2. Stations can go direct to on-demand streaming platforms like Spotify, and discuss how a station-branded playlist of its favorite New Releases or current hot songs can be placed on the service as "WXXX's Alternative Rock New Release Playlist".  In this scenario, stations would direct listeners on-air to Spotify and let them know the playlist is available by search.

Either example seems simple enough to accomplish. Going direct to the labels to allow a station-branded New Release playlist would fold nicely into this study's finding that offering New Release Playlists for a station's core format is preferred, even among former radio listeners.

Bottom Line?

  • The creation of on-line playlists by music consumers has grown significantly - especially in the last 12 months. 
  • They love to create them for specific lifestyle moments and to create mixes with songs that are particularly important to them.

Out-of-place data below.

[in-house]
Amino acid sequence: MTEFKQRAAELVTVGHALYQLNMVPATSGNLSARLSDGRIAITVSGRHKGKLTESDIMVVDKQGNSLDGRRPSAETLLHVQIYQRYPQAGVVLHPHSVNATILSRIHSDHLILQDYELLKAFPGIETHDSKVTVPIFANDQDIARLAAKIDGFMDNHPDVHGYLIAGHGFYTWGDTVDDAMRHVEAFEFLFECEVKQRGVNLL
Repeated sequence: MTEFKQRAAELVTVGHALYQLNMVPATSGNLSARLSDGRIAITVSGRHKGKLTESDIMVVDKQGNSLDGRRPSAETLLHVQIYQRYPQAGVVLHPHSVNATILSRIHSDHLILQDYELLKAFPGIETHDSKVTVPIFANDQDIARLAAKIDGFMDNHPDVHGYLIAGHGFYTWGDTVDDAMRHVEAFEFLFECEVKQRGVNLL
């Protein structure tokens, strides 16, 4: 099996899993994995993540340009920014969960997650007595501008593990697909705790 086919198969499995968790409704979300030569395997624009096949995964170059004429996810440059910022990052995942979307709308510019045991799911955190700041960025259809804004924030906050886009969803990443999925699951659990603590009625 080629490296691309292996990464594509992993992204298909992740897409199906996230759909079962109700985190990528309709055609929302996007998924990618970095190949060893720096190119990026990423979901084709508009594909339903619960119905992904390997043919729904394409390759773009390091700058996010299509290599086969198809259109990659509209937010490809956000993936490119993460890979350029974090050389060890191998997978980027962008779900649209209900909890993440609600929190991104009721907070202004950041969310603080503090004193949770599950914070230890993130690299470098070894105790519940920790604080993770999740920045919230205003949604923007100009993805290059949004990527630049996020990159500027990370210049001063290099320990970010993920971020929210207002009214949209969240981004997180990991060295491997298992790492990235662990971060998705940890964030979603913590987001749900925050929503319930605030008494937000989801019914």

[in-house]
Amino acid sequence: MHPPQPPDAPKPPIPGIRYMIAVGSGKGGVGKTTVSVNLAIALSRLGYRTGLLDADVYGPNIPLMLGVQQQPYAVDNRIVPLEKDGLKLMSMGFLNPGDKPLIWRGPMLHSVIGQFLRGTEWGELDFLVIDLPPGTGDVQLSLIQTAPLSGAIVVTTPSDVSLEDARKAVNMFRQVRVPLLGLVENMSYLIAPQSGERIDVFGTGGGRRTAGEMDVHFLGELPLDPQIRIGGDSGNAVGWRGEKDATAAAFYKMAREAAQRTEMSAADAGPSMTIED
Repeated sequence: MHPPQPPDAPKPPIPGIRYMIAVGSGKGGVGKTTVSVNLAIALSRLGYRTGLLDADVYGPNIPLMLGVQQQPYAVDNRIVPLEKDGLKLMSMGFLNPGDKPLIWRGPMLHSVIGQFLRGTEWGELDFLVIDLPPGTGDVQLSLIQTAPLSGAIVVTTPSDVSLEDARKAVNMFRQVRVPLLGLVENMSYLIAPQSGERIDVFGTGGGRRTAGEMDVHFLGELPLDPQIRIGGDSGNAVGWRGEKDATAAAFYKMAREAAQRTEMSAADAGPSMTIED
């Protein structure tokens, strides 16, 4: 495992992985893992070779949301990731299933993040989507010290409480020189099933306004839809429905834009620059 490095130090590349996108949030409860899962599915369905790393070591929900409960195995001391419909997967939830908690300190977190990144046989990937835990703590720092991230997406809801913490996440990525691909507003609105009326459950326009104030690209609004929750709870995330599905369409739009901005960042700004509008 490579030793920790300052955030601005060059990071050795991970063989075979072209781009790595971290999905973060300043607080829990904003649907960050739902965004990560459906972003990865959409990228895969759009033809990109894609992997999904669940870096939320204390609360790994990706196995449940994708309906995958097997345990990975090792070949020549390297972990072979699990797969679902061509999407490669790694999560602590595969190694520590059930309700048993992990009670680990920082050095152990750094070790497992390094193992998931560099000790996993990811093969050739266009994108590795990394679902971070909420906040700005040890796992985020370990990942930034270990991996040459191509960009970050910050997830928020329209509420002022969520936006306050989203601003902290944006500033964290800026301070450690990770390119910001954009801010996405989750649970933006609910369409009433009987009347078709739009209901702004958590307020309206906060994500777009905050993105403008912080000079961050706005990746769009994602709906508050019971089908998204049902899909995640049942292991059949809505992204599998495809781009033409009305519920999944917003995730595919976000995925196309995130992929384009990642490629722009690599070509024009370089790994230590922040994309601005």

• They love to share playlists with friends.
  • There is evidence in our study that both current and former radio listeners would be interested in station-produced playlists, especially playlists focused on new music discovery.
  • Offering station-branded music playlists on-demand can be accomplished.
  • With radio's reach, the promotion of these playlists, steeped in radio's "music expertise" image, could enhance current listener bonding and reintroduce former listeners to a new benefit traditional radio can leverage.

With the rapid raise of playlist use by music consumers, Bridge Ratings will continue to monitor this component of consumption.